The Man Who Never Was

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The Man Who Never Was
The Man Who Never Was.jpg
Directed byRonald Neame
Produced byAndré Hakim
Written byEwen Montagu (book)
Screenplay byNigel Balchin
Based onThe Man Who Never Was (1953 book)
StarringClifton Webb
Gloria Grahame
Robert Flemyng
Music byAlan Rawsthorne
CinematographyOswald Morris
Edited byPeter Taylor
Production
company
Sumar Productions
Distributed by20th Century Fox
Release date
15 March 1956 (1956-03-15) (London)
Running time
103 min.
CountryUnited Kingdom
LanguageEnglish

The Man Who Never Was is a 1956 UK Second World War film, produced by André Hakim and directed by Ronald Neame. It stars Clifton Webb, Gloria Grahame and Robert Flemyng. It is based on the book of the same name by Lt. Cmdr. Ewen Montagu and chronicles Operation Mincemeat, a 1943 British Intelligence plan to deceive the Axis powers into thinking Operation Husky, the Allied invasion of Sicily, would take place elsewhere in the Mediterranean.

The Man Who Never Was was entered into the 1956 Cannes Film Festival[1], and Nigel Balchin's screenplay won the BAFTA for that year.[2]

Plot[edit]

In 1943, Royal Navy Lieutenant Commander Ewen Montagu (Clifton Webb) devises a scheme to deceive the Nazis about the impending invasion of Southern Europe. It entails releasing a dead body just off the coast of Spain, where strong currents will almost certainly cause it to drift ashore in an area where a skilled German secret agent operates. The corpse will appear as a plane crash victim, the non-existent Royal Marine, Major William Martin, who is carrying false letters about a forthcoming Allied invasion of German-occupied Greece, rather than the obvious target of Sicily. Time is short, but the impatient Montagu is finally given approval to carry out the mission: Operation Mincemeat.

On the advice of a medical expert, Montagu procures the body of a man who died of pneumonia (so that he will seem to have drowned) from the grieving father. Then, after proper preparations, he and his assistant, Lt. Acres (Robert Flemyng), take the corpse (concealed in a canister packed with dry ice) to a waiting submarine. The submarine travels to the Mediterranean before surfacing at night to release the body. As hoped, the body washes ashore on a Spanish beach and is processed by local authorities, observed by German and British consulate staff. After the attache case containing the letters is returned to London, a laboratory expert confirms that the key letter, describing the (false) Allied attack in Greece, was cleverly opened and resealed.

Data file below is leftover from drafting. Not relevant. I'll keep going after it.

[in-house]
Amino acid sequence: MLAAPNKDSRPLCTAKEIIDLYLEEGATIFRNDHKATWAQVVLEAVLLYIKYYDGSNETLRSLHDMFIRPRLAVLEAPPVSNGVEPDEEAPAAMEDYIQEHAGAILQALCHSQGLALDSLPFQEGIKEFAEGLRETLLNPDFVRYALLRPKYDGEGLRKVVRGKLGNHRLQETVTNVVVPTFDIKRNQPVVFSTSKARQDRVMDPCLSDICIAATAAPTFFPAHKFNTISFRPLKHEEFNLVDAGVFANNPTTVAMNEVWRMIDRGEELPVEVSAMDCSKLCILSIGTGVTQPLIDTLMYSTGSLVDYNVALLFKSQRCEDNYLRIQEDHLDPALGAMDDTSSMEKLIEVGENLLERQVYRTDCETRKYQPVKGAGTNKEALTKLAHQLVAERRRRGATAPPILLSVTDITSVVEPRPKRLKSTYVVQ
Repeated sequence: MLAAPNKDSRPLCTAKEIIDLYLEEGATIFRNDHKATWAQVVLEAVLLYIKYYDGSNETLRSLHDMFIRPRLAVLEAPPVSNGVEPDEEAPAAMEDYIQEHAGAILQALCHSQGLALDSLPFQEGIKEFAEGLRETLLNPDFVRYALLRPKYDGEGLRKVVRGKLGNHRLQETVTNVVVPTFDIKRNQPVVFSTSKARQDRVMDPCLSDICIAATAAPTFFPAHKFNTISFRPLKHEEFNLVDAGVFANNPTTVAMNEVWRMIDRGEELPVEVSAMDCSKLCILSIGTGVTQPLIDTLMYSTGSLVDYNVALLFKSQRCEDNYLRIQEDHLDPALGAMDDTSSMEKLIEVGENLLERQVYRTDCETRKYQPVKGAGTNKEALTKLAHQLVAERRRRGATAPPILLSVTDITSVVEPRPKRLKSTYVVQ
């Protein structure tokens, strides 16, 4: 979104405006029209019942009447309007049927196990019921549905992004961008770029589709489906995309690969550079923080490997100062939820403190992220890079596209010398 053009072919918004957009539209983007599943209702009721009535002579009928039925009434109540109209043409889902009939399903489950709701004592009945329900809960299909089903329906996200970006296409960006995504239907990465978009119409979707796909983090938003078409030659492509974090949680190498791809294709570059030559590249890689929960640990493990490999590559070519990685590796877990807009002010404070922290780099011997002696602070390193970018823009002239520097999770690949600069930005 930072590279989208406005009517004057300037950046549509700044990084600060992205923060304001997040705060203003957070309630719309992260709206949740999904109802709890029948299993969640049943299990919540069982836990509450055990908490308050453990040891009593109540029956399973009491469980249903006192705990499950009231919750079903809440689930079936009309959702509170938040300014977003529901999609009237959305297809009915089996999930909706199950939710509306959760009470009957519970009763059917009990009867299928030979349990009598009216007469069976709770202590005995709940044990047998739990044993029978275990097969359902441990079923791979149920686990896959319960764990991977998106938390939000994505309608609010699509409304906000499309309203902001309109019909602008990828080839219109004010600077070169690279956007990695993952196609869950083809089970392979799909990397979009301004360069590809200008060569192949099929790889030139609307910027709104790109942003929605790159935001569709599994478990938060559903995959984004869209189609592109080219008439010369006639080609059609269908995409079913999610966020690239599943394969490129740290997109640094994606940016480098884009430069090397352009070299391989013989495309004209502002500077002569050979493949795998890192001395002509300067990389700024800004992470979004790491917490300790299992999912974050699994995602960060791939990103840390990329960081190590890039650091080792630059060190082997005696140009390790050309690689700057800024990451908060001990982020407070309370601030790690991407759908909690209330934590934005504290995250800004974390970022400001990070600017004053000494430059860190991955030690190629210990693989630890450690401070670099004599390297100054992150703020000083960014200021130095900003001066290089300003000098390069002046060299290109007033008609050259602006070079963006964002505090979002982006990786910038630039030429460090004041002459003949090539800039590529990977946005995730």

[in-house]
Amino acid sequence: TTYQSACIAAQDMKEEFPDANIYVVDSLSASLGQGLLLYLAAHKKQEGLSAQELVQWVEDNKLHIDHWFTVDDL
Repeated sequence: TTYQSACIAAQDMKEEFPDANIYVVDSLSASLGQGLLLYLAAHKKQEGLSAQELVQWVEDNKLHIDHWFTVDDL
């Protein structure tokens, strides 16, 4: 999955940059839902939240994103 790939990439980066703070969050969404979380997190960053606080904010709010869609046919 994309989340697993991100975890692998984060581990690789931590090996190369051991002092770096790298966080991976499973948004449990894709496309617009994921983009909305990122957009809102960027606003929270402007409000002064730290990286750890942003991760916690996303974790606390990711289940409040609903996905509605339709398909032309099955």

Hitler is convinced the document is genuine, even though the head of the Abwehr––Admiral Wilhelm Canaris––is sceptical. He orders an IRA Nazi spy, Patrick O'Reilly (Stephen Boyd) dispatched to London to investigate. O'Reilly checks into a story he had heard concerning Martin's "fiancée", Lucy Sherwood (Gloria Grahame). She is the roommate of Montagu's assistant, Pam (Josephine Griffin). O'Reilly shows up at their flat, posing as Martin's old friend, on the same day Lucy received news that her real boyfriend has been killed in action. Her genuine grief mostly convinces O'Reilly. As a final test, however, he informs Lucy of the address of his lodgings in north London, telling Lucy to contact him if she needs anything. He then informs his German superiors by radio to expect a message from him in an hour, unless British counterintelligence comes for him. Montagu almost makes this very mistake, but realizes in time why O'Reilly left his address and, with some difficulty, convinces his superiors not to order O'Reilly arrested. O'Reilly then sends a "Martin genuine!" radio message, and the Germans transfer most of their Sicily-based forces to Greece, making the Allied deceit successful.

After the war, Montagu leaves a medal he was awarded at the grave of "the man who never was".

Cast[edit]

Historical accuracy[edit]

Operation Mincemeat involved the acquisition and dressing up of a human cadaver as a "Major William Martin, R.M." and putting it into the sea near Huelva, Spain. Attached to the dead body was a briefcase containing fake letters falsely stating that the Allied attack would be against Sardinia and Greece rather than Sicily, the actual point of invasion. When the body was found, the Spanish Intelligence Service passed copies of the papers to the German Intelligence Service which passed them on to their High Command. The ruse was so successful that the Germans still believed that Sardinia and Greece were the intended objectives weeks after the landings in Sicily had begun.